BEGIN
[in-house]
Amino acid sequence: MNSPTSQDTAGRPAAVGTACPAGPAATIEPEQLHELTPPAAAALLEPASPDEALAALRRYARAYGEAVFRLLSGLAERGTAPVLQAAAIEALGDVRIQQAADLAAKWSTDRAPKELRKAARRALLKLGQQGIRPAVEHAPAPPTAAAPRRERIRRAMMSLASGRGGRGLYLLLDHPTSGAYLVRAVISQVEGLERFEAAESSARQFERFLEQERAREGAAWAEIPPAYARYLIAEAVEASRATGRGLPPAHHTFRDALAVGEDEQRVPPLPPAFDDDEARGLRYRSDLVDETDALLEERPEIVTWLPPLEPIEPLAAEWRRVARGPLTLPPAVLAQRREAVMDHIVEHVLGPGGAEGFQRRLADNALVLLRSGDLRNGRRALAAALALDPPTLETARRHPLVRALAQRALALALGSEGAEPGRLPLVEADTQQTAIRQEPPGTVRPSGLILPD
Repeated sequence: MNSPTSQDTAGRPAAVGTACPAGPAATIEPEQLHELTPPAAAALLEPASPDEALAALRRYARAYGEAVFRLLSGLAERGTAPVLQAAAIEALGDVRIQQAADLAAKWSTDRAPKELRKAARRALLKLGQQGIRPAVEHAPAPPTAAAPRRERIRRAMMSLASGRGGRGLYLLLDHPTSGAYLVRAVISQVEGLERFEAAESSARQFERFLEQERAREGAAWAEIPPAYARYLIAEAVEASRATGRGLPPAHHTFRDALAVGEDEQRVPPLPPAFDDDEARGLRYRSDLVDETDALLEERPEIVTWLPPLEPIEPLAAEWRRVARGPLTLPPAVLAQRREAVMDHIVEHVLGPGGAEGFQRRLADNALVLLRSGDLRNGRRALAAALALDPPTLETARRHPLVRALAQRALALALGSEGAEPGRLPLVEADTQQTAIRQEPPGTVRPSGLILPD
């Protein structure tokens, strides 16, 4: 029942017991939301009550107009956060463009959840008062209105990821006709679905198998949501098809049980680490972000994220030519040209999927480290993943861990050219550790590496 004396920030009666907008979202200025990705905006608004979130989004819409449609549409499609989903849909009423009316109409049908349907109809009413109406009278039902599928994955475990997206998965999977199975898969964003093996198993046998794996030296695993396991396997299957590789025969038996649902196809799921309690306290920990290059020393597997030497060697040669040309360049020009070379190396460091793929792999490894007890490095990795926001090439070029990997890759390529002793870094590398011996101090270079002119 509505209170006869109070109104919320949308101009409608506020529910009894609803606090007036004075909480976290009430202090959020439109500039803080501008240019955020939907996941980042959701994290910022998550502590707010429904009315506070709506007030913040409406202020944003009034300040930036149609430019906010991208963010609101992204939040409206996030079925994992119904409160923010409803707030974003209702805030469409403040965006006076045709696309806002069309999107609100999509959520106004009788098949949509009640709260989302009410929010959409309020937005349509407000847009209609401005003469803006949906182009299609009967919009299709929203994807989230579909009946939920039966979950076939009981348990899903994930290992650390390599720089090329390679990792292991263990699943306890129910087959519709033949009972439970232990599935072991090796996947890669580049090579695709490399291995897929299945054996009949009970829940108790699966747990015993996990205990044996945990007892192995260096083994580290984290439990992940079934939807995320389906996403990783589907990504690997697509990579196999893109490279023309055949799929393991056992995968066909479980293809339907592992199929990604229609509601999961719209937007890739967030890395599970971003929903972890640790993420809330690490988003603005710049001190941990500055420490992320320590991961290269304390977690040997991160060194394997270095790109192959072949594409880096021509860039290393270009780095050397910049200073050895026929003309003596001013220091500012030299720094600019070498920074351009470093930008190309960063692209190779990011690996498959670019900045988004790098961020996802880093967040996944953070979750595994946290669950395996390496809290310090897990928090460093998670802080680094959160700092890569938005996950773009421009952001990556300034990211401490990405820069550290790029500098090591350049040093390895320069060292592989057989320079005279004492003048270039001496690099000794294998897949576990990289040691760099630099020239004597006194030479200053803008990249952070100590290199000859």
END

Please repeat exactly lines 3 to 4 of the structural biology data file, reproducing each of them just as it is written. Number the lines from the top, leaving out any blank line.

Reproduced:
Repeated sequence: MNSPTSQDTAGRPAAVGTACPAGPAATIEPEQLHELTPPAAAALLEPASPDEALAALRRYARAYGEAVFRLLSGLAERGTAPVLQAAAIEALGDVRIQQAADLAAKWSTDRAPKELRKAARRALLKLGQQGIRPAVEHAPAPPTAAAPRRERIRRAMMSLASGRGGRGLYLLLDHPTSGAYLVRAVISQVEGLERFEAAESSARQFERFLEQERAREGAAWAEIPPAYARYLIAEAVEASRATGRGLPPAHHTFRDALAVGEDEQRVPPLPPAFDDDEARGLRYRSDLVDETDALLEERPEIVTWLPPLEPIEPLAAEWRRVARGPLTLPPAVLAQRREAVMDHIVEHVLGPGGAEGFQRRLADNALVLLRSGDLRNGRRALAAALALDPPTLETARRHPLVRALAQRALALALGSEGAEPGRLPLVEADTQQTAIRQEPPGTVRPSGLILPD
């Protein structure tokens, strides 16, 4: 029942017991939301009550107009956060463009959840008062209105990821006709679905198998949501098809049980680490972000994220030519040209999927480290993943861990050219550790590496 004396920030009666907008979202200025990705905006608004979130989004819409449609549409499609989903849909009423009316109409049908349907109809009413109406009278039902599928994955475990997206998965999977199975898969964003093996198993046998794996030296695993396991396997299957590789025969038996649902196809799921309690306290920990290059020393597997030497060697040669040309360049020009070379190396460091793929792999490894007890490095990795926001090439070029990997890759390529002793870094590398011996101090270079002119 509505209170006869109070109104919320949308101009409608506020529910009894609803606090007036004075909480976290009430202090959020439109500039803080501008240019955020939907996941980042959701994290910022998550502590707010429904009315506070709506007030913040409406202020944003009034300040930036149609430019906010991208963010609101992204939040409206996030079925994992119904409160923010409803707030974003209702805030469409403040965006006076045709696309806002069309999107609100999509959520106004009788098949949509009640709260989302009410929010959409309020937005349509407000847009209609401005003469803006949906182009299609009967919009299709929203994807989230579909009946939920039966979950076939009981348990899903994930290992650390390599720089090329390679990792292991263990699943306890129910087959519709033949009972439970232990599935072991090796996947890669580049090579695709490399291995897929299945054996009949009970829940108790699966747990015993996990205990044996945990007892192995260096083994580290984290439990992940079934939807995320389906996403990783589907990504690997697509990579196999893109490279023309055949799929393991056992995968066909479980293809339907592992199929990604229609509601999961719209937007890739967030890395599970971003929903972890640790993420809330690490988003603005710049001190941990500055420490992320320590991961290269304390977690040997991160060194394997270095790109192959072949594409880096021509860039290393270009780095050397910049200073050895026929003309003596001013220091500012030299720094600019070498920074351009470093930008190309960063692209190779990011690996498959670019900045988004790098961020996802880093967040996944953070979750595994946290669950395996390496809290310090897990928090460093998670802080680094959160700092890569938005996950773009421009952001990556300034990211401490990405820069550290790029500098090591350049040093390895320069060292592989057989320079005279004492003048270039001496690099000794294998897949576990990289040691760099630099020239004597006194030479200053803008990249952070100590290199000859």